Three articles published in “The Astrophysical Journal Letters” describe various aspects of the observation of the galaxy SGAS J111020.0+645950.8, 11 billion light years away from Earth, with the Hubble Space Telescope. So much attention is due to the fact that the team of astronomers who conducted this study had to use a gravitational lens to conduct the observations and use a very sophisticated analysis to sharpen the images, which also show star formation areas.
The use of gravitational lenses has become a routine in the field of astronomy, so much that the galaxy SGAS J111020.0+645950.8 is one of more than 70 galaxies studied using the Hubble Space Telescope by exploiting this possibility. It was among the targets of follow-up observations selected by the Sloan Giant Arcs Survey (SGAS), which discovered hundreds of galaxies visible with gravitational lenses looking among the data from another survey, the Sloan Digital Sky Survey (SDSS).
In this case between the target of the observations and the Earth there was in the middle, almost literally being about 6 billion light away from Earth, the galactic cluster SDSS J1110+6459. It bends the light coming from the galaxies behind it with the force of gravity of the hundreds of galaxies that compose it, a phenomenon predicted by Einstein’s general relativity.
This type of observation normally produces bright arcs such as the one visible on the left side of the image because the gravitational lens has as its effect a distortion of the galaxy’s light. For this reason, it’s necessary to apply computer algorithms to reconstruct the target’s real appearance, visible in the center-right inset of the image. The distortion caused on the light from a distant galaxy such as SGAS J111020.0+645950.8 forced the astronomers to develop a computer analysis more sophisticated than normal to achieve that reconstruction.
The result was excellent, with images 10 times sharper than the Hubble Space Telescope could get on its own. This allowed to discover a couple of dozen star formation areas that look like gas and dust lumps. Their structure was surprising for the researchers.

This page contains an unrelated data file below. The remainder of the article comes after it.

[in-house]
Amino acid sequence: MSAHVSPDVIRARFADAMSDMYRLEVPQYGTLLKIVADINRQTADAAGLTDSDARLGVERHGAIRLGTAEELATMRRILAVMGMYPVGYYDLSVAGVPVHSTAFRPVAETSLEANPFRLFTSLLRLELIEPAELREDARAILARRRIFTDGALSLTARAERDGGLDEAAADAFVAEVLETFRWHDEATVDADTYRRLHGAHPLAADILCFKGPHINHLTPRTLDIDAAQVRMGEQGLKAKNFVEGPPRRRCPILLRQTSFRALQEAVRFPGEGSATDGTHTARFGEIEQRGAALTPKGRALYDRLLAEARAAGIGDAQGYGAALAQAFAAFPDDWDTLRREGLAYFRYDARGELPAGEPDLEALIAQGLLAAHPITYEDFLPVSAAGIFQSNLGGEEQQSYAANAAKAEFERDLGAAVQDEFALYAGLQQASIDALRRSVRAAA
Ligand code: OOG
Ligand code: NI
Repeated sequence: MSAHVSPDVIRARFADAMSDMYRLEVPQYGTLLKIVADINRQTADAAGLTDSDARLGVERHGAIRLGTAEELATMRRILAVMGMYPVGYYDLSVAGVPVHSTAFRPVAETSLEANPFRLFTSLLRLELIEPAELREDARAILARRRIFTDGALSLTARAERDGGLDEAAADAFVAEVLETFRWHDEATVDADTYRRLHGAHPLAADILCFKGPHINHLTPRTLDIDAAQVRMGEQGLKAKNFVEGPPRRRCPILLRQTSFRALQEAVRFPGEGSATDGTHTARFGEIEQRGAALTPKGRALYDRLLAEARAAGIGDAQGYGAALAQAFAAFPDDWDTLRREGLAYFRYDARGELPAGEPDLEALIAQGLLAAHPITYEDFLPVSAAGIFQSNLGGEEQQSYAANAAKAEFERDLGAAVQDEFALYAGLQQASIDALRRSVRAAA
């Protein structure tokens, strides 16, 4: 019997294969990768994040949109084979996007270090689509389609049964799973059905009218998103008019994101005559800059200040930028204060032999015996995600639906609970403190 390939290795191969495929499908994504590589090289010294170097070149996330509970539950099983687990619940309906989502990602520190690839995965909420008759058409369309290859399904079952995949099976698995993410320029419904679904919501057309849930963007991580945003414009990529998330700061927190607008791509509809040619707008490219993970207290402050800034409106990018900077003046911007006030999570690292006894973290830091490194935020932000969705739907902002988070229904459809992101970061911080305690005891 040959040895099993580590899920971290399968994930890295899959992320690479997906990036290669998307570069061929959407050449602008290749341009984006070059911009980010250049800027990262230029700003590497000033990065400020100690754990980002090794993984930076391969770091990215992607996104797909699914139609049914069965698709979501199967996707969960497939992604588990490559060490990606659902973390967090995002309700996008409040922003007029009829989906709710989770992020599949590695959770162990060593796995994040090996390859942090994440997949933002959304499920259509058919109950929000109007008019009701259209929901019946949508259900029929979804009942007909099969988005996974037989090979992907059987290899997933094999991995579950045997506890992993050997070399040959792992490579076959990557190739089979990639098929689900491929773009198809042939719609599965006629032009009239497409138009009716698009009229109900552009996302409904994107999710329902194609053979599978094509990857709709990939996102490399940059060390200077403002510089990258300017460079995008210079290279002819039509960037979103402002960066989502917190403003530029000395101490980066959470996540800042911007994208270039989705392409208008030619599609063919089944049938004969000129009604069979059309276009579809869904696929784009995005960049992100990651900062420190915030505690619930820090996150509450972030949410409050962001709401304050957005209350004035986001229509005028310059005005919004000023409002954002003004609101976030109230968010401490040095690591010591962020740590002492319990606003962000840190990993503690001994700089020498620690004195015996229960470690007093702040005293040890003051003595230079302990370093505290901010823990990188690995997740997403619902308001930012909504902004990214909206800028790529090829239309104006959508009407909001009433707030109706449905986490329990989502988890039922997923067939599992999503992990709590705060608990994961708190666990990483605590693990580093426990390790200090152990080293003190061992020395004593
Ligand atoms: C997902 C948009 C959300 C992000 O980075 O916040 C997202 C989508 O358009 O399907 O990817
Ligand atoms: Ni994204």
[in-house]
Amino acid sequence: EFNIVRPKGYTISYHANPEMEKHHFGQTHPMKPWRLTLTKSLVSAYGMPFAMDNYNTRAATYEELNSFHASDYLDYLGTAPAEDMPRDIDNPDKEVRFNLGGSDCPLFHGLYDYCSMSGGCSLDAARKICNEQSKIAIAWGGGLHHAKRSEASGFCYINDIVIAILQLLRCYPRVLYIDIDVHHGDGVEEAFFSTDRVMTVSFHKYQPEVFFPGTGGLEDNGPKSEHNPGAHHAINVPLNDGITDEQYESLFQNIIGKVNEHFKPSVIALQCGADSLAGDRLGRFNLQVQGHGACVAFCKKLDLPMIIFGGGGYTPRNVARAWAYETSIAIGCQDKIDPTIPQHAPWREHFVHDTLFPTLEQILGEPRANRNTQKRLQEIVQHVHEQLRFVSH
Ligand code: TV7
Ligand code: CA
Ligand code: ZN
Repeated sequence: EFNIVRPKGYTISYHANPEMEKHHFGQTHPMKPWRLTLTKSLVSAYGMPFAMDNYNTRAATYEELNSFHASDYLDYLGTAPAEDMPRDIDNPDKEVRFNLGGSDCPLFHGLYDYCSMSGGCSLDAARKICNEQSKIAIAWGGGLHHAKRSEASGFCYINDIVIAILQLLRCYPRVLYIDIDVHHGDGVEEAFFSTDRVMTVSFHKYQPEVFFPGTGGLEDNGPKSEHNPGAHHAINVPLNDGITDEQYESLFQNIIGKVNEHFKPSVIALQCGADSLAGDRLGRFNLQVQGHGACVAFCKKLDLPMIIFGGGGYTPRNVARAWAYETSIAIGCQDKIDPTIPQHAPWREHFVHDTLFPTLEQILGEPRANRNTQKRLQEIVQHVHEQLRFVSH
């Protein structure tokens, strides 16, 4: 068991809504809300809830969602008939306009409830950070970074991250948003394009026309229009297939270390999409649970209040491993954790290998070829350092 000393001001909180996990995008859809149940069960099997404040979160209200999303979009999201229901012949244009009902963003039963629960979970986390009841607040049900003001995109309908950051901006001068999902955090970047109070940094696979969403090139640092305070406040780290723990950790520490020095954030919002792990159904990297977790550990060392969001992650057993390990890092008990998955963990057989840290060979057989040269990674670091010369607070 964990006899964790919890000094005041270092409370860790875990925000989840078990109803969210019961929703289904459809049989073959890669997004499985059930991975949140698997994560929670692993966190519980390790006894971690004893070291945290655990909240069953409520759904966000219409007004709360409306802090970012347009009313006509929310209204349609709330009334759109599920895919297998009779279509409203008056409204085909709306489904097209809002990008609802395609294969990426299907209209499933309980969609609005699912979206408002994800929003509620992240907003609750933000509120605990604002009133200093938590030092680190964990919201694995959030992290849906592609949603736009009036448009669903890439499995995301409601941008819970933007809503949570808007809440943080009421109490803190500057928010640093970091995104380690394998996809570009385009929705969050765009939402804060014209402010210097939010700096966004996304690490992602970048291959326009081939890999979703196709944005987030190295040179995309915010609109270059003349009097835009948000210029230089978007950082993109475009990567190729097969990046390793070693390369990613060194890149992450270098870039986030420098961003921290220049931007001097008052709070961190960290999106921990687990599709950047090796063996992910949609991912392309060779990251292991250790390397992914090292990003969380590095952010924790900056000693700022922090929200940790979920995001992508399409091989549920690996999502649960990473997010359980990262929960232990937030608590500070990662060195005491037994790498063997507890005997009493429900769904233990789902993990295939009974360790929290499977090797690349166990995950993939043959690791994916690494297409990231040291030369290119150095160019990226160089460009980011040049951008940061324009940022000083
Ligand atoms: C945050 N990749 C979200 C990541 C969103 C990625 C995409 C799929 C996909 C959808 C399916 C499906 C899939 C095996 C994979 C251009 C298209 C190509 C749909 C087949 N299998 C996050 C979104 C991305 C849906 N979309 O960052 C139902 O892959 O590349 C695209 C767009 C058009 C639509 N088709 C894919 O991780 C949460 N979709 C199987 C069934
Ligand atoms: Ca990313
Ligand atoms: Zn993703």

So far the models of star formation in the early universe indicated that the areas where they took place had sizes in the order of 3,000 light years. Instead, the ones detected in the galaxy SGAS J111020.0+645950.8, which appears to us as it was when the universe was “only” 2.7 billion years old, have sizes between 200 and 300 light years.
Traci Johnson of the University of Michigan, the lead author of two of the three articles, explained that star formation areas are visible thanks to the gravitational lens and without it the astronomers would see very different images of the areas where new stars are forming. Models are developed by scientists based on observations so the observations’ quality influences the models’ quality.
This research pushed the possibilities of the Hubble Space Telescope beyond its limits forcing the scientists to improve the processing techniques of the image obtained through gravitational lenses. The galaxy SGAS J111020.0+645950.8 was added to the already very long list of objects to be observed with the James Webb Space Telescope, which will allow to see older stars that formed earlier and through the dust inside the galaxy.